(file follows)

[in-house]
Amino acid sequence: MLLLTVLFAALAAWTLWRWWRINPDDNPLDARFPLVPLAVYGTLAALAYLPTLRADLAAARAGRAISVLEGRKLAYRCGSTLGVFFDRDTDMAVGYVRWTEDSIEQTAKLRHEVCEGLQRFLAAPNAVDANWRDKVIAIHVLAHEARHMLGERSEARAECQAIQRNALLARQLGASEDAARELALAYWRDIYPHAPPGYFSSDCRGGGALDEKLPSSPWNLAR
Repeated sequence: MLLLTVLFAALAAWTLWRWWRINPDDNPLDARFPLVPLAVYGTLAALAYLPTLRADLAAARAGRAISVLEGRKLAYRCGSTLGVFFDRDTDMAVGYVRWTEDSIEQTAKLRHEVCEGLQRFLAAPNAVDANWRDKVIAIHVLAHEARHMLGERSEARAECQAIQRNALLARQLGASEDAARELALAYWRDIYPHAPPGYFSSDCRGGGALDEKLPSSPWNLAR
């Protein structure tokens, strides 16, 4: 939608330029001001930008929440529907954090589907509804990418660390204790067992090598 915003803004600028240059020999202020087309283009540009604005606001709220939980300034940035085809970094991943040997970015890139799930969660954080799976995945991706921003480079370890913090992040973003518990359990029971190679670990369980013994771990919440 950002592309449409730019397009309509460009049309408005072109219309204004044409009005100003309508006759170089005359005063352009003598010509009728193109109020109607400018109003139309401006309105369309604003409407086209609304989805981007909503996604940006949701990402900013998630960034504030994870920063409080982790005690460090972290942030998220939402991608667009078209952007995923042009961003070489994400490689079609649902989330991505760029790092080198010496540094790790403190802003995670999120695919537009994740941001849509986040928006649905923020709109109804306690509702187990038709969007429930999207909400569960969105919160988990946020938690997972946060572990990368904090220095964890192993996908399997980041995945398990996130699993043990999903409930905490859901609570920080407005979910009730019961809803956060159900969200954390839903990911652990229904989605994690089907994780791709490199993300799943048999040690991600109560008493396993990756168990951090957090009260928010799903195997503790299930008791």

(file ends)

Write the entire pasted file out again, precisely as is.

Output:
[in-house]
Amino acid sequence: MLLLTVLFAALAAWTLWRWWRINPDDNPLDARFPLVPLAVYGTLAALAYLPTLRADLAAARAGRAISVLEGRKLAYRCGSTLGVFFDRDTDMAVGYVRWTEDSIEQTAKLRHEVCEGLQRFLAAPNAVDANWRDKVIAIHVLAHEARHMLGERSEARAECQAIQRNALLARQLGASEDAARELALAYWRDIYPHAPPGYFSSDCRGGGALDEKLPSSPWNLAR
Repeated sequence: MLLLTVLFAALAAWTLWRWWRINPDDNPLDARFPLVPLAVYGTLAALAYLPTLRADLAAARAGRAISVLEGRKLAYRCGSTLGVFFDRDTDMAVGYVRWTEDSIEQTAKLRHEVCEGLQRFLAAPNAVDANWRDKVIAIHVLAHEARHMLGERSEARAECQAIQRNALLARQLGASEDAARELALAYWRDIYPHAPPGYFSSDCRGGGALDEKLPSSPWNLAR
């Protein structure tokens, strides 16, 4: 939608330029001001930008929440529907954090589907509804990418660390204790067992090598 915003803004600028240059020999202020087309283009540009604005606001709220939980300034940035085809970094991943040997970015890139799930969660954080799976995945991706921003480079370890913090992040973003518990359990029971190679670990369980013994771990919440 950002592309449409730019397009309509460009049309408005072109219309204004044409009005100003309508006759170089005359005063352009003598010509009728193109109020109607400018109003139309401006309105369309604003409407086209609304989805981007909503996604940006949701990402900013998630960034504030994870920063409080982790005690460090972290942030998220939402991608667009078209952007995923042009961003070489994400490689079609649902989330991505760029790092080198010496540094790790403190802003995670999120695919537009994740941001849509986040928006649905923020709109109804306690509702187990038709969007429930999207909400569960969105919160988990946020938690997972946060572990990368904090220095964890192993996908399997980041995945398990996130699993043990999903409930905490859901609570920080407005979910009730019961809803956060159900969200954390839903990911652990229904989605994690089907994780791709490199993300799943048999040690991600109560008493396993990756168990951090957090009260928010799903195997503790299930008791």